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Lukashenko's 'unpredictability' a problem for Moscow as Belarus strongman looks east

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German Ambassador to Russia Geza Andreas von Geyr enters the Russian Foreign Ministry in Moscow, Russia, Sept. 9, 2020, to discuss situation regarding Alexei Navalny.
German Ambassador to Russia Geza Andreas von Geyr enters the Russian Foreign Ministry in Moscow, Russia, Sept. 9, 2020, to discuss situation regarding Alexei Navalny.   -   Copyright  AP Photo
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In Belarus, opposition activists are under increasing pressure as the country marks a month since the start of massive protests against President Alexander Lukashenko.

Efforts to quell the demonstrations have gone nowhere - now Lukashenko is looking to Moscow for support. He's expected to travel to Russia next week for talks with Vladimir Putin.

This visit to his “elder brother”, as Lukashenko recently called President Putin, is going to be his first foreign trip after the elections. Putin was the first one to congratulate Lukashenko after he declared victory and it's clear the Kremlin won't hold talks with the Belarus opposition.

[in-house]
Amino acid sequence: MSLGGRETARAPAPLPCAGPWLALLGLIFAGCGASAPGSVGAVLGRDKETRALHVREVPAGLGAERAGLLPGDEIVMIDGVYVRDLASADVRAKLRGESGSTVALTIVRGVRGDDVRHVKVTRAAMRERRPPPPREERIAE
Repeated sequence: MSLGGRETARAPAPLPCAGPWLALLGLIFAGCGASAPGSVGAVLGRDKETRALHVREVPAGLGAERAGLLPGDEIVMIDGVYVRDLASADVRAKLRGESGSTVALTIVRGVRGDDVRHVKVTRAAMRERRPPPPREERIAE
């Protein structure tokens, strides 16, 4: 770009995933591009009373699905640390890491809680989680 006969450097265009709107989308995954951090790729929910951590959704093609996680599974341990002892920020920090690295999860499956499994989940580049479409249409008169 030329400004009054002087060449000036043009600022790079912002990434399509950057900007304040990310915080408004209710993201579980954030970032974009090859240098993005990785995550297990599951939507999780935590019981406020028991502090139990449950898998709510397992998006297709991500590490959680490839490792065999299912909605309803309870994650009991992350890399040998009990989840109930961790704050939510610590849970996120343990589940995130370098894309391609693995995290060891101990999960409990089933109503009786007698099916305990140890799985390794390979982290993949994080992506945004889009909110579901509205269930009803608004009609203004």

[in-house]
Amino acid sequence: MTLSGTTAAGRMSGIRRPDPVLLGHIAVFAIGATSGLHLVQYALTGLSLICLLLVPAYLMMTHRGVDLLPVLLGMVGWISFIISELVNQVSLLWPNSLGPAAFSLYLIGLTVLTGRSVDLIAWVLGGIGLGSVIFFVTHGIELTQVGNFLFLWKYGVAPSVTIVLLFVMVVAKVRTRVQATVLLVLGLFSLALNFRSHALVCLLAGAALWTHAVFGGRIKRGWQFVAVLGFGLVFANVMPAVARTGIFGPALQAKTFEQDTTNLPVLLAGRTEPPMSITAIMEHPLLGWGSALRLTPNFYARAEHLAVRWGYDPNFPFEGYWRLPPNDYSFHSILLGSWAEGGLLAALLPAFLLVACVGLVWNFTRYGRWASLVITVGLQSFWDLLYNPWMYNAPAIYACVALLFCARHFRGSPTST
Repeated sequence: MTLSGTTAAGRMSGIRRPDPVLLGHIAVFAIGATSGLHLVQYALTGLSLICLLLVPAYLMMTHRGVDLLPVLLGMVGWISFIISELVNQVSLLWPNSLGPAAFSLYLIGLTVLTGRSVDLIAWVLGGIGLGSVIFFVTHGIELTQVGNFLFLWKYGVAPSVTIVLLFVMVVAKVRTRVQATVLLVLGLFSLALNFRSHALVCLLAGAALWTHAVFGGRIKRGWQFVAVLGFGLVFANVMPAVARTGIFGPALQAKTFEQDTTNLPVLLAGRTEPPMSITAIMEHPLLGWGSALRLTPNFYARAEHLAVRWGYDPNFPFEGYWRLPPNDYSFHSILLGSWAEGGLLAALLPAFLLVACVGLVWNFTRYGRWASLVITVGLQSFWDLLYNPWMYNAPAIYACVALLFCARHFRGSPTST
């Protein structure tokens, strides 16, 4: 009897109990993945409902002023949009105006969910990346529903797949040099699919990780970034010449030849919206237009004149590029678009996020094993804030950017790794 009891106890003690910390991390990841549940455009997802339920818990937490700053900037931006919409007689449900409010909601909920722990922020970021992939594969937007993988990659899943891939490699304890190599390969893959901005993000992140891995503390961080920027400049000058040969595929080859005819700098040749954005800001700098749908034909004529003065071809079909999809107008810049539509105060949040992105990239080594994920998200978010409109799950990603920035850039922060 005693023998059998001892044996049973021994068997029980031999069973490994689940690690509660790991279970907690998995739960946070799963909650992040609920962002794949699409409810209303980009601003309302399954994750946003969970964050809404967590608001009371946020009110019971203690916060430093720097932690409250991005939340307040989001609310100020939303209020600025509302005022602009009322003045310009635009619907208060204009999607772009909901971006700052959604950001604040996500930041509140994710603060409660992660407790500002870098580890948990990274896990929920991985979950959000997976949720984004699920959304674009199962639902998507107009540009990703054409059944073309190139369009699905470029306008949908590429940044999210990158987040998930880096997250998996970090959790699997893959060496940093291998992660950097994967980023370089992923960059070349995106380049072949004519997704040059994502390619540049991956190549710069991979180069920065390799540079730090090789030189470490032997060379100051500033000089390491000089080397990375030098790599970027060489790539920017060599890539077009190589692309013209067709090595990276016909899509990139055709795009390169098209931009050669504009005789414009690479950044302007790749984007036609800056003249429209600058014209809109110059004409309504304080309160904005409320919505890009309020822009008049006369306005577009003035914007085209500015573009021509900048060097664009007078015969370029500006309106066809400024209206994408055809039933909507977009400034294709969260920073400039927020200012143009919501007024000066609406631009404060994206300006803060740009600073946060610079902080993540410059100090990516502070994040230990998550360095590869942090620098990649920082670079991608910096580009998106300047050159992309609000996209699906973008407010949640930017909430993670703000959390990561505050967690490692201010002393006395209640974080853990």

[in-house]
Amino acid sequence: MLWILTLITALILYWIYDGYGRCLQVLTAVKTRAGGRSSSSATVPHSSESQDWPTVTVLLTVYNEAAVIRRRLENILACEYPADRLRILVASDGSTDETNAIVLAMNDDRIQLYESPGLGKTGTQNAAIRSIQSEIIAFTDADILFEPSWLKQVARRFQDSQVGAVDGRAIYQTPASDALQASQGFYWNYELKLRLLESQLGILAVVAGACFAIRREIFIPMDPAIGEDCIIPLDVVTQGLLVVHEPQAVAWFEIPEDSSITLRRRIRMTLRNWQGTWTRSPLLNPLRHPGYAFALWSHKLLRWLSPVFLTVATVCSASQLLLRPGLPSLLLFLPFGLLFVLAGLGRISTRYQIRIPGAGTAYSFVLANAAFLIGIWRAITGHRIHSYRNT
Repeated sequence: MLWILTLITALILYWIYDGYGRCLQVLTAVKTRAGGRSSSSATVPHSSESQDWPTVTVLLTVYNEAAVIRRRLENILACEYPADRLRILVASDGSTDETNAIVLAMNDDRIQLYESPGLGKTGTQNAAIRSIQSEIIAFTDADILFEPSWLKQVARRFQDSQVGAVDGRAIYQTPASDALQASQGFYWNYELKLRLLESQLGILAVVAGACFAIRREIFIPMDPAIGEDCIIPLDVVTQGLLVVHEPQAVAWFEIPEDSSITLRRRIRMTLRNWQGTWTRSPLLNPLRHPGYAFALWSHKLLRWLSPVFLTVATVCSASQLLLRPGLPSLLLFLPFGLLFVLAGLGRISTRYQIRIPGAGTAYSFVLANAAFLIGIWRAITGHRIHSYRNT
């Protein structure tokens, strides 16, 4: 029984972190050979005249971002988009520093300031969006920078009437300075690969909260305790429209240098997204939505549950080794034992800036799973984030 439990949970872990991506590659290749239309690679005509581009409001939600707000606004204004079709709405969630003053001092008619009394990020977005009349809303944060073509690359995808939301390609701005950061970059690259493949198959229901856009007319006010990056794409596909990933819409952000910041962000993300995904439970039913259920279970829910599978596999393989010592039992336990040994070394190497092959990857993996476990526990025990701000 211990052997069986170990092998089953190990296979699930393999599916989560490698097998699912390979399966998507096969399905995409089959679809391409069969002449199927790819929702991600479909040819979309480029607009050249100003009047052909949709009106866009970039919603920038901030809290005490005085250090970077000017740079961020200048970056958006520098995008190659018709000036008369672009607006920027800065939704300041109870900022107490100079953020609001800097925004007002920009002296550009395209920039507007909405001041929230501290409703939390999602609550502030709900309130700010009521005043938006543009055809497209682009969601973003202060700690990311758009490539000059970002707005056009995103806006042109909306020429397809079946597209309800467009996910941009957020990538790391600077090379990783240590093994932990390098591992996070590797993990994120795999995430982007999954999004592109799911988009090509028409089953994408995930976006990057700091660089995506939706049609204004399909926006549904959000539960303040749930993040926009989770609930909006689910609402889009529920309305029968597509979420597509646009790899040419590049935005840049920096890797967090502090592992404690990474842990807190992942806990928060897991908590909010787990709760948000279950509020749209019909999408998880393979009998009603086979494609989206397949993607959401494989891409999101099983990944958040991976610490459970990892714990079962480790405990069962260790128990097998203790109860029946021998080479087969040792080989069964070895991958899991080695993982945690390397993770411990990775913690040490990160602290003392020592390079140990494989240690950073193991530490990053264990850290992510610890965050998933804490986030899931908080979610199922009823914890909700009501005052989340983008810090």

But analysts say that in reality talks in Moscow are going to be extremely tough. Why? Their main goal is to discuss the price that Lukashenko will have to pay for Russian support.

And President Putin is expected to ask for a lot.

“Russia is just waiting for him to somehow open his arms, to be more compliant so that it would be possible to write a roadmap for integration, complete absorption (of Belarus by Russia)," says Andrei Kolesnikov of the Moscow Carnegie Center.

"We need to understand that, I don't know if Lukashenko understands that now, that of course Moscow would like to see someone like Lukashenko in his place, but of a more modern type, more accommodating, in fact - a puppet. Even cornered, Lukashenko does not look very much like a puppet, he is too unpredictable. This is a big difficulty for Moscow."

Analysts in Russia say that for the Kremlin, any military intervention in Belarus is the worst-case scenario that has never been seriously on the table. In reality, it wants to act in a different way.

“Lukashenko has so far been very successful in leading the Kremlin and Putin personally by the nose, but now the Kremlin believes that he has been pinned to the wall," political analyst Valery Solovei told Euronews.

"Putin wants to gain control over Belarus, he is not very interested in Lukashenko. The Kremlin would like to completely economically absorb Belarus. That is, politically, it can remain a sovereign country, but according to the Kremlin, it should lose economic sovereignty.”

So while Alexander Lukashenko wants to keep the power, Vladimir Putin, analysts say, wants him to hand over a huge part of this power to Russia. Turbulent times ahead – even for brothers.